Sunday, May 24, 2015

Quality Over Quantity

This past week in American Studies, while discussing the book The Great Gatsby, the topic of American ideals and themes and things that are inherently "American" came up. One was the topic of work. Specifically, how much work Americans do. 

People in America work more hours per week and year than people in other countries. According to the International Labour Organization, each American works on average "137 more hours per year than Japanese workers, 260 more hours per year than British workers, and 499 more hours per year than French workers." How very American! Why do we as a nation work so much more than people in other countries? 

As it turns out, were doing it wrong. Although Americans have this notion that working longer hours will eventually pay off in some way, working too much has negative effects. A study conducted by Dr. K. Anders Ericsson shows that what your parents say is right: quality trumps quantity. In his study, Dr. Ericsson and his colleagues studied violin players. They wanted to know what the excellent violinists were doing differently. It turns out they were practicing for shorter amounts of time. Ericsson and his team concluded that it is more effective to work harder for shorter amounts of time, rather than work extremely long hours. The successful people are leaving work early!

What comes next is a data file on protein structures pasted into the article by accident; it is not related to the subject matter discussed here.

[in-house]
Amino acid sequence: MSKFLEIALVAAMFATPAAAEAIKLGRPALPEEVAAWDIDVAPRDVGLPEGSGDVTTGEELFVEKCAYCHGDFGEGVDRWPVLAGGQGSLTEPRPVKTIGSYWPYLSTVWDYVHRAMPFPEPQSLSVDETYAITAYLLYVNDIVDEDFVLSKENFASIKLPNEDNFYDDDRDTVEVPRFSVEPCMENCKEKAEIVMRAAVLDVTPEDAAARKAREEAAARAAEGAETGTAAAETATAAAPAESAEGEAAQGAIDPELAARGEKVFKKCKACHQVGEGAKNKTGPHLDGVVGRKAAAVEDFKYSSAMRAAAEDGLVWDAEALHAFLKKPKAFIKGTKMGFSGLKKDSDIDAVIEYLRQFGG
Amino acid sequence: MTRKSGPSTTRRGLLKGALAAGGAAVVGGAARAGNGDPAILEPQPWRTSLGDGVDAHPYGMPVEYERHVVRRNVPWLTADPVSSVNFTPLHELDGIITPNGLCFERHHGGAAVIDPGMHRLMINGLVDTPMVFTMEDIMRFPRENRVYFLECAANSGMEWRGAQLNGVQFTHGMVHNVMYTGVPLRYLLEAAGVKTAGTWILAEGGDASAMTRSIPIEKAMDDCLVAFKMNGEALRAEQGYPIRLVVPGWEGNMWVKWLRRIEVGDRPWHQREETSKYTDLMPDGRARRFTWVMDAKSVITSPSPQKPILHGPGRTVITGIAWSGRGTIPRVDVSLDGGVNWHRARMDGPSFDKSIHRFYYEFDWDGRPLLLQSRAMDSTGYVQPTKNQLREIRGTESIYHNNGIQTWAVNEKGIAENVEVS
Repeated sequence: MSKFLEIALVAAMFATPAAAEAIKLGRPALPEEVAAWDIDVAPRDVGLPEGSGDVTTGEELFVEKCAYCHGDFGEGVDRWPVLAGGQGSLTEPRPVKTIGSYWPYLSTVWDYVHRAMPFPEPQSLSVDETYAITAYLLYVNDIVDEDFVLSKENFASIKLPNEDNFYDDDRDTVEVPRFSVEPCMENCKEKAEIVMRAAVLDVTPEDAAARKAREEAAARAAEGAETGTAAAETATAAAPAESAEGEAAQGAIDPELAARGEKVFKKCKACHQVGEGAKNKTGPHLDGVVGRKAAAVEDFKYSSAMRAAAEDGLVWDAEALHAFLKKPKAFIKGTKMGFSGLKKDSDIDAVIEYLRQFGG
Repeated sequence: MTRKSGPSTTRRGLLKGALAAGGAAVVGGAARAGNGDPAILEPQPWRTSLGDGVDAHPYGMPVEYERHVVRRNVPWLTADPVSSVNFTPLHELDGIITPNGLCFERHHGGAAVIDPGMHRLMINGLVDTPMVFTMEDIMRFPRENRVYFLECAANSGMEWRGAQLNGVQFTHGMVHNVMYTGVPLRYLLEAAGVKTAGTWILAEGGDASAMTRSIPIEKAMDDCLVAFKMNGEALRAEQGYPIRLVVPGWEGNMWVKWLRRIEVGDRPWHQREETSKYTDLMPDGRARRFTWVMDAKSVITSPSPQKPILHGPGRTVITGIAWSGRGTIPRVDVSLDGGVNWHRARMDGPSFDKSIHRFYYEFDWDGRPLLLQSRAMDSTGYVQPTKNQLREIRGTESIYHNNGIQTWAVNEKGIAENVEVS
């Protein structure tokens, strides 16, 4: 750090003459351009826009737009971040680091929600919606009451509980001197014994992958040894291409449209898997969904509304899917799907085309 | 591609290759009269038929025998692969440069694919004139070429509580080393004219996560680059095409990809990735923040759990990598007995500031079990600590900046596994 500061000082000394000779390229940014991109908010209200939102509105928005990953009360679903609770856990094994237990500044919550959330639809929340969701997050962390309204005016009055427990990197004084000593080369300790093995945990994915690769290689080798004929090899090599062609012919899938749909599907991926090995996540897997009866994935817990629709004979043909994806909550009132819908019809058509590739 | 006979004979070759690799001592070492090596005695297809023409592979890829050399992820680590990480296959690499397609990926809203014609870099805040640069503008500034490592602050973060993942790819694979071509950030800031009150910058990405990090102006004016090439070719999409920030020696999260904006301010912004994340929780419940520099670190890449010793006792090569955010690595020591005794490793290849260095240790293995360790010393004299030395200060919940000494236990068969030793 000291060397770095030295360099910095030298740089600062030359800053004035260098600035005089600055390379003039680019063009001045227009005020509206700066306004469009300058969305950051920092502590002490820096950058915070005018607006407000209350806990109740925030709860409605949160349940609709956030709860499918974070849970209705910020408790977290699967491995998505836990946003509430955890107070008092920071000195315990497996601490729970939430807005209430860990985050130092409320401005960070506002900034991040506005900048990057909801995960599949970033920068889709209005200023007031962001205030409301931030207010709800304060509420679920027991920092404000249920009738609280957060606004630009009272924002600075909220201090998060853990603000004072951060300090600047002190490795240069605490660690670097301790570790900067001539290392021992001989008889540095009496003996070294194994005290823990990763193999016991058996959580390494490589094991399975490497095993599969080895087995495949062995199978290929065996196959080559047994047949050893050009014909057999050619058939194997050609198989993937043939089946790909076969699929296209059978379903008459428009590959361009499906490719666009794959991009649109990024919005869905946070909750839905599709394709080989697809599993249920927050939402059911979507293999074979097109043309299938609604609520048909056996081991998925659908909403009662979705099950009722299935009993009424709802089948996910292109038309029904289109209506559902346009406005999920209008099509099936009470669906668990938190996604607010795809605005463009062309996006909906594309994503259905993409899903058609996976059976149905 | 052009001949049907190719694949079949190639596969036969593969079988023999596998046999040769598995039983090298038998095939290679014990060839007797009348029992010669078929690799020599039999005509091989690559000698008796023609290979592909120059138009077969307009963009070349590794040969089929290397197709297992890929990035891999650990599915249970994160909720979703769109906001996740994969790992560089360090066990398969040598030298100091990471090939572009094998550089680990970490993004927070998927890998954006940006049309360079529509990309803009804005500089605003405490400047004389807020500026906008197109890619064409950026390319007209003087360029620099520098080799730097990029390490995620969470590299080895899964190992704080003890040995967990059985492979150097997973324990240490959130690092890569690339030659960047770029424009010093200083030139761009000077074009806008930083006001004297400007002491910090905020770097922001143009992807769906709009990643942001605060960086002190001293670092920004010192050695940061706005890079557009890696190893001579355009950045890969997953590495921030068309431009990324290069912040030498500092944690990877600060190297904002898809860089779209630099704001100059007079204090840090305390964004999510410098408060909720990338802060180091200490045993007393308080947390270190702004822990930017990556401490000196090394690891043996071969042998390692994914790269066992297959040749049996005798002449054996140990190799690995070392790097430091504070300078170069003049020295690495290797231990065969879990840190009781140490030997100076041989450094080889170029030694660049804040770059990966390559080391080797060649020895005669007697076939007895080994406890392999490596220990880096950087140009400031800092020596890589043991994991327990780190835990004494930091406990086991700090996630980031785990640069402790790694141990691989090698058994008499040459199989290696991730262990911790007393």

So really, why are Americans working such long hours? 

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